Twodots Map 2 Twodots Out of Moves Twodots Level Fail

TwoDots’ lives system forces you to not play it for a couple of hours while your lives regenerate. As you go from “full of life” to “losing lives,” you have to wait 20 minutes to restore each life you lost. At most (if you burn through all your lives on a really difficult level) it’s an hour and 40 minute wait. That’s enough time to watch a movie on Netflix, go on a summer bike ride, or take a nap. TwoDots harnesses the power of hedonic adaptation well, and it’s breaks – those 20 minutes – keep players interested in the quest without frustrating them terribly.

Short of spending five dollars for bombs on a level you might not even clear, the next option is to wait it out. Forced breaks, or timewalls, disrupt hedonic adaptation so that a player doesn’t get used to the fun experience of playing, and actually intensifies the subsequent experience. With TwoDots and other games that depend on a “lives” system, taking a break from the game actually makes you want to play it more. Although it may seem counter-intuitive to limit how much you can play in a day, this actually creates a habit of checking your lives and playing the game daily…which makes it nearly impossible to stop playing.

Twodots Hedonic Treadmill

Nearly…because at a certain point – past level 59 – TwoDots may just be too hard to play without purchasing a few powerups. At this point, player retention may fall as players feel the game’s level difficulty has become impossible, the waiting time is too long, or they don’t want to buy powerups to finish the level. The TwoDots team may want to test a few variables in the game to prevent hedonic adaptation and improve power-user retention such as:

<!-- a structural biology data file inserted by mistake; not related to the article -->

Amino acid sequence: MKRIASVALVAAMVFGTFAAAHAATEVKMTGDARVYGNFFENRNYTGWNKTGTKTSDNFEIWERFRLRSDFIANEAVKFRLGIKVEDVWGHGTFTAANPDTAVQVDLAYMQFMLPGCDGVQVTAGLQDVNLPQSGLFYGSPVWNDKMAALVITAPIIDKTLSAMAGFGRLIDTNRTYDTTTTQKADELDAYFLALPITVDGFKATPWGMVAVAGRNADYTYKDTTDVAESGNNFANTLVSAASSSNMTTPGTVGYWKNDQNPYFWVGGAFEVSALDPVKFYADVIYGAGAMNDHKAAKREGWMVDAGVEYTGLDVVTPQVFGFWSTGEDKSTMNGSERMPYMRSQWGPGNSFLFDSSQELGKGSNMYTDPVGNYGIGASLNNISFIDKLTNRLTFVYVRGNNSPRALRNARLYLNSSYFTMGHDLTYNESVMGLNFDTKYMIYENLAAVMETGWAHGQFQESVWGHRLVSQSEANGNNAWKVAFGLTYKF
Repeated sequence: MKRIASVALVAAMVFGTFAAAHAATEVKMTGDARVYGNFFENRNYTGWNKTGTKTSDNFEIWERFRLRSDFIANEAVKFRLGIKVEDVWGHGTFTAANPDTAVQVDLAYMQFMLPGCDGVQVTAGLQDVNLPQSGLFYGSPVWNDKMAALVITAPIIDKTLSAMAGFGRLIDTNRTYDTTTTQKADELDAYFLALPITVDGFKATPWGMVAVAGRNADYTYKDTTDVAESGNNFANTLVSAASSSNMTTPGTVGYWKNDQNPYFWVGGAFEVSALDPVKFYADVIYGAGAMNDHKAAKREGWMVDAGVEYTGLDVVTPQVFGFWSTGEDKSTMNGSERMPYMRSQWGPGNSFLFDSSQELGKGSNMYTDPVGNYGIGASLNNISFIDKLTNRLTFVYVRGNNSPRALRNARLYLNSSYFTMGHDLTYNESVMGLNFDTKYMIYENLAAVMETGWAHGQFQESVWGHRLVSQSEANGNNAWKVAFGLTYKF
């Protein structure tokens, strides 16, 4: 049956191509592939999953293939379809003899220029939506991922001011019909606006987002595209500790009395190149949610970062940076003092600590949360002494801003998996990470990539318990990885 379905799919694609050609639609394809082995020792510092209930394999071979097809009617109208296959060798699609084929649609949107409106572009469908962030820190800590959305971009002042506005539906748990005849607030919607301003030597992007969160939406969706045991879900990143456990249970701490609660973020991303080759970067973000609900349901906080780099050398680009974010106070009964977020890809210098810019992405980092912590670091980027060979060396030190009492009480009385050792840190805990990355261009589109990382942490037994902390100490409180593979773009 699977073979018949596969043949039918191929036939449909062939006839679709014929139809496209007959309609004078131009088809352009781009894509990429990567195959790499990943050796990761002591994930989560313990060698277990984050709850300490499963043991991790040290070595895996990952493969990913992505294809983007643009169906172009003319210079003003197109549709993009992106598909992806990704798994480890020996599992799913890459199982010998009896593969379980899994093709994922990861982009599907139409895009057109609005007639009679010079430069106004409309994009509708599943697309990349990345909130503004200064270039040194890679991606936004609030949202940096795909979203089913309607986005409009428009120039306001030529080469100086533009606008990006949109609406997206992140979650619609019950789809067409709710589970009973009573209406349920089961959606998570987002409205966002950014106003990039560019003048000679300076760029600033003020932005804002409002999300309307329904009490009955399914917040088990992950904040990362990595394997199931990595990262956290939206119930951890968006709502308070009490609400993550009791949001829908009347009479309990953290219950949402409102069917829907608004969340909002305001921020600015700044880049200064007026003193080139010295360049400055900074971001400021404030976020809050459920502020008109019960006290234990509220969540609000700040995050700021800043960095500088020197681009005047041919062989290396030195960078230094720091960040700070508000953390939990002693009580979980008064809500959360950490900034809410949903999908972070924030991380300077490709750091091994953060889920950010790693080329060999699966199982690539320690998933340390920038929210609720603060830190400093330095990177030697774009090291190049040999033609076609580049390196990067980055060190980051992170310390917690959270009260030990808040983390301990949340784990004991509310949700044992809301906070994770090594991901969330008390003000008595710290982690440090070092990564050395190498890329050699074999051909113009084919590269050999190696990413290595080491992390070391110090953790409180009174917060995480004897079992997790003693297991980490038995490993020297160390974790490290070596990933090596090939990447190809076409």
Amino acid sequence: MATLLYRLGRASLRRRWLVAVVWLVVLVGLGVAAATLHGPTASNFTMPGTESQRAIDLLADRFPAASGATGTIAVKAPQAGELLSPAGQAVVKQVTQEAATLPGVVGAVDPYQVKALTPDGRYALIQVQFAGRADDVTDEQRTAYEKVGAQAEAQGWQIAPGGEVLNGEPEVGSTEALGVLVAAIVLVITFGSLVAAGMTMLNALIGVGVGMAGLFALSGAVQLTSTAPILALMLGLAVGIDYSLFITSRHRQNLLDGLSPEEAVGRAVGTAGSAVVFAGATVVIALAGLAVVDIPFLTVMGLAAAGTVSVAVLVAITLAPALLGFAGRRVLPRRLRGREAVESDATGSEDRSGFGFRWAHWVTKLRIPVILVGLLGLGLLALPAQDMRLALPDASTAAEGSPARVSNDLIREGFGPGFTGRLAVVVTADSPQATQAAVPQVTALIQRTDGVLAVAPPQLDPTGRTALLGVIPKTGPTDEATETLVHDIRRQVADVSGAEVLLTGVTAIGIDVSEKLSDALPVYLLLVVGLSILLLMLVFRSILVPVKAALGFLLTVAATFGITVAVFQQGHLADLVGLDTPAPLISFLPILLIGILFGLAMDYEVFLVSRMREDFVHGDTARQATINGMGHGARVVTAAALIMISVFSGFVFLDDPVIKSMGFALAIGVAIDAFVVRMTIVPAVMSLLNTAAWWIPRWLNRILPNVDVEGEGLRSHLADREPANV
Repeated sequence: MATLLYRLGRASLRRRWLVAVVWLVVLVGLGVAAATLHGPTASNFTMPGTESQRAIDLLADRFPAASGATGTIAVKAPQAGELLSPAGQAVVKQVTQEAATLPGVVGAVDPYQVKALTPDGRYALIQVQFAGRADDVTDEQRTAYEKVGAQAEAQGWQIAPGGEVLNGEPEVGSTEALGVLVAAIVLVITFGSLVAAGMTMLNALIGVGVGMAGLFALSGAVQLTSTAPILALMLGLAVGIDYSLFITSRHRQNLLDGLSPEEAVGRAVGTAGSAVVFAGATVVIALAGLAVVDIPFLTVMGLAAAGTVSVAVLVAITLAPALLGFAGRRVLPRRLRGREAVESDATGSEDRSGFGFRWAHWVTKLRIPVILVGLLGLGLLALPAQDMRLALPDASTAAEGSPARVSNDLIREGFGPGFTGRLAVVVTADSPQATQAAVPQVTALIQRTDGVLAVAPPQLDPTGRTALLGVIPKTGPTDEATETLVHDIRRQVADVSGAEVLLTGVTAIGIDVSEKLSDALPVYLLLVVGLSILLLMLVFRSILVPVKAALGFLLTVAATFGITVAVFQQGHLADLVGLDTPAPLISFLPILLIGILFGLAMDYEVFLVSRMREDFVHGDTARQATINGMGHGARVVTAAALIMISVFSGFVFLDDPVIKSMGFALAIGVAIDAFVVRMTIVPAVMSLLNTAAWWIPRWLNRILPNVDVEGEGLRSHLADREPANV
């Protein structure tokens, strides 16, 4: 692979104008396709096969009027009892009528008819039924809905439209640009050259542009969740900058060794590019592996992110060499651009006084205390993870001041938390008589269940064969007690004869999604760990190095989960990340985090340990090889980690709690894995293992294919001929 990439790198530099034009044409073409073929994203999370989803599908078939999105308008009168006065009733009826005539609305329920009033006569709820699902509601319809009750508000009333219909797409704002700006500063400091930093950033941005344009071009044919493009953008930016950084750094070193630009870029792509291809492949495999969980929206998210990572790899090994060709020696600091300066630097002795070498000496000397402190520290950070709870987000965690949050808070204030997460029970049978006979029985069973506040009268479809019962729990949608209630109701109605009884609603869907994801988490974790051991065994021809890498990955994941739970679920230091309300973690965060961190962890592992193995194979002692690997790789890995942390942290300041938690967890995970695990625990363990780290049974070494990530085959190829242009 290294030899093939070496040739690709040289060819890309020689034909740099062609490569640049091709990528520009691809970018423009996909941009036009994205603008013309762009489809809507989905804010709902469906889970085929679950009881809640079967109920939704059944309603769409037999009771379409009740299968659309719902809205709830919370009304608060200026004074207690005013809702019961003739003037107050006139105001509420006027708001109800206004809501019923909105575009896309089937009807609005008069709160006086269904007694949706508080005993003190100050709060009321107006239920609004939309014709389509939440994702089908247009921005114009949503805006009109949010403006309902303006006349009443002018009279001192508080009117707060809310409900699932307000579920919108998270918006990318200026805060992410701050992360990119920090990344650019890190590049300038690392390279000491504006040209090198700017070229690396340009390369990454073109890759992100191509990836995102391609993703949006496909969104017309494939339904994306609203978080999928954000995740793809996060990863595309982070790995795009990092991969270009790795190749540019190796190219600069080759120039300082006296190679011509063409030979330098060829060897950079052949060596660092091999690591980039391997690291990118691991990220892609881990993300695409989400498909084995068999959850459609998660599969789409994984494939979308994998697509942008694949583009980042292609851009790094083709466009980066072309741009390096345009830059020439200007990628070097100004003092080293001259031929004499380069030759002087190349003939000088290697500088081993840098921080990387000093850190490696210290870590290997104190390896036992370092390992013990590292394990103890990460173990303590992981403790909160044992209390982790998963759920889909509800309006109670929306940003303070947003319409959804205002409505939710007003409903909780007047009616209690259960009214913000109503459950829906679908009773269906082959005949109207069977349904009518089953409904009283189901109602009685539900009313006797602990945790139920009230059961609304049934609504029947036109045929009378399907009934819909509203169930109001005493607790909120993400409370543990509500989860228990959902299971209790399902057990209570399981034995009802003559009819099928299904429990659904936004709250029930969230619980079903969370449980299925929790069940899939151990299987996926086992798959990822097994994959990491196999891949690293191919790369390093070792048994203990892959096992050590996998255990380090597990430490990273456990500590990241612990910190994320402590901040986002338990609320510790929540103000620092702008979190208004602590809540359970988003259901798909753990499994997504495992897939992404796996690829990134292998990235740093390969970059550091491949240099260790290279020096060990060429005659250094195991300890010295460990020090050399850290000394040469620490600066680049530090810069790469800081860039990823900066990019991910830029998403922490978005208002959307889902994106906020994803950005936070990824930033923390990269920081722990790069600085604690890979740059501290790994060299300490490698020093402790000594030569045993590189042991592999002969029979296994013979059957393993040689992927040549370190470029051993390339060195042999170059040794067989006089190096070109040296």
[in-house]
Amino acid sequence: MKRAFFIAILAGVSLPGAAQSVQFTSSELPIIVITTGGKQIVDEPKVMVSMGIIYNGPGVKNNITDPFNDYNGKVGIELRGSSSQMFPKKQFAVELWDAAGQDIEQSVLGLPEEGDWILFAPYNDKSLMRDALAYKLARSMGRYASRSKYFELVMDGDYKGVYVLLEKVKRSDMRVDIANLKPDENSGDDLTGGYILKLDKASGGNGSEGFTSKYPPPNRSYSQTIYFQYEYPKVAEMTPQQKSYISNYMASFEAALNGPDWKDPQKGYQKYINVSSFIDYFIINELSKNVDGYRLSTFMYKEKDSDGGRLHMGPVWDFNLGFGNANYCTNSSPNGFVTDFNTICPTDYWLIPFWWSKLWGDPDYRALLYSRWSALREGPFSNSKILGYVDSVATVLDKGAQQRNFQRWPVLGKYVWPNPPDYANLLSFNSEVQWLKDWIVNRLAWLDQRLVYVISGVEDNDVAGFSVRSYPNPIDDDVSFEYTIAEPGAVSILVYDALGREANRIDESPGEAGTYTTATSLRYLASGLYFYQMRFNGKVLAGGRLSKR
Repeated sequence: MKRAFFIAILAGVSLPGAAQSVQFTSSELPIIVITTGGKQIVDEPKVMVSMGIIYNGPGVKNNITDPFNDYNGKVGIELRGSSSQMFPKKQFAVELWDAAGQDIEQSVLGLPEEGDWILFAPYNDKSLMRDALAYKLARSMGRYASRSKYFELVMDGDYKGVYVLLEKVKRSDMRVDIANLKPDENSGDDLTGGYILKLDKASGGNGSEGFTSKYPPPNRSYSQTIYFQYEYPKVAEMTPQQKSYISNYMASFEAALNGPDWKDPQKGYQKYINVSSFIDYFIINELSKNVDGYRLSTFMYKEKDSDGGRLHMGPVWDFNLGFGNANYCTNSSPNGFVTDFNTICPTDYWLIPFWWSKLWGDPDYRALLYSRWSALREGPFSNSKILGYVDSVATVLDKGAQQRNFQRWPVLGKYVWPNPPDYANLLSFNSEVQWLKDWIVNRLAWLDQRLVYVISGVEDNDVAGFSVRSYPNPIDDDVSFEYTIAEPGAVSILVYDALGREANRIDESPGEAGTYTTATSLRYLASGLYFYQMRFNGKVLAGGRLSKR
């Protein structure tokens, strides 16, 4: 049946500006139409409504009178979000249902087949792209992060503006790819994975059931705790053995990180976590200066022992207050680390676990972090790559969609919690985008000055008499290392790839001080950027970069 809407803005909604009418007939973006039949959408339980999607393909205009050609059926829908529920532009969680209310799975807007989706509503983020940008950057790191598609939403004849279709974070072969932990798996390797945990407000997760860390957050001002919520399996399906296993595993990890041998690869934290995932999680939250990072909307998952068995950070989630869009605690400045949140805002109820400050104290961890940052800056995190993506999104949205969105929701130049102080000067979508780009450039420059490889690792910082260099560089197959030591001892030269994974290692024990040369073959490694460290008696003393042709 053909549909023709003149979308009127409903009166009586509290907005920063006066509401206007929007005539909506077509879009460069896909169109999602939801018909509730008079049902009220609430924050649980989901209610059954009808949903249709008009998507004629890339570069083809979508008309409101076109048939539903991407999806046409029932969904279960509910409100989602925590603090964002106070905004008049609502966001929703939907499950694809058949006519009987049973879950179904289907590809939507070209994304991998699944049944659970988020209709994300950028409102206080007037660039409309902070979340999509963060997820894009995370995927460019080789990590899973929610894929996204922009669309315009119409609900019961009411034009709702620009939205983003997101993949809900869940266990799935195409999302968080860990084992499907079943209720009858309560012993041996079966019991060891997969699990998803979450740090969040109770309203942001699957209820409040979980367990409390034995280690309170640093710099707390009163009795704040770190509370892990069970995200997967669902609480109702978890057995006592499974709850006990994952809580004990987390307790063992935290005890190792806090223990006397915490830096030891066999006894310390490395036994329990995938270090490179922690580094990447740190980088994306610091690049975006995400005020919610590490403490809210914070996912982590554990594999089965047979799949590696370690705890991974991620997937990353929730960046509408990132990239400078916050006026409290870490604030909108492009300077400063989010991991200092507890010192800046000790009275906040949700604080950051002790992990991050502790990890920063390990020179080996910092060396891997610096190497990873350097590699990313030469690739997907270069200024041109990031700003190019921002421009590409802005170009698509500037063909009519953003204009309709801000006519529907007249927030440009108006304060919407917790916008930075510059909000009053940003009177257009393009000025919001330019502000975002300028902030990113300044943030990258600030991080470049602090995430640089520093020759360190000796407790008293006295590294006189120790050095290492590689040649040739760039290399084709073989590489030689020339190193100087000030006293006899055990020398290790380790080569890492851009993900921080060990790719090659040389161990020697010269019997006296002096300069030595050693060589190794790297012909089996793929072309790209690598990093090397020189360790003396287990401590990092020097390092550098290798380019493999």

• Time needed to regenerate lives
  • Max number of lives players have
  • Bonuses on lives or powerups
  • Progression in level difficulty

Quantifying Fun

All of these depend on finding an optimal range where users don’t adapt and get bored with playing, but where they also don’t get frustrated with playing. A/B testing can help the TwoDots team find the sweet spot where players are actively engaging with and enjoying the game. Quantifiable metrics that are indicative of getting this balance right: 7 and 30-day retention rates, IAP conversion rate by type of IAP, average number of games played per session, average number of lives spent per session, and the IAP conversion rate (or proportion of users who spend money on IAPs). But IAPs aren’t the only measure of success. Users are important too. Keep in mind what Owen Mahoney, chief executive of Nexon, said in a New York Times article about freemium games and microtransactions: “The No. 1 job is not to monetize. It’s to keep the user coming back for years or months on end.”

With hedonic adaptation, keeping the user coming back depends on perfecting the balance between limiting access and increasing enjoyment. Remember, taking a break from a pleasant experience will increase future happiness, but taking a break from an unpleasant experience (when players become frustrated and decide to quit) will increase future unhappiness.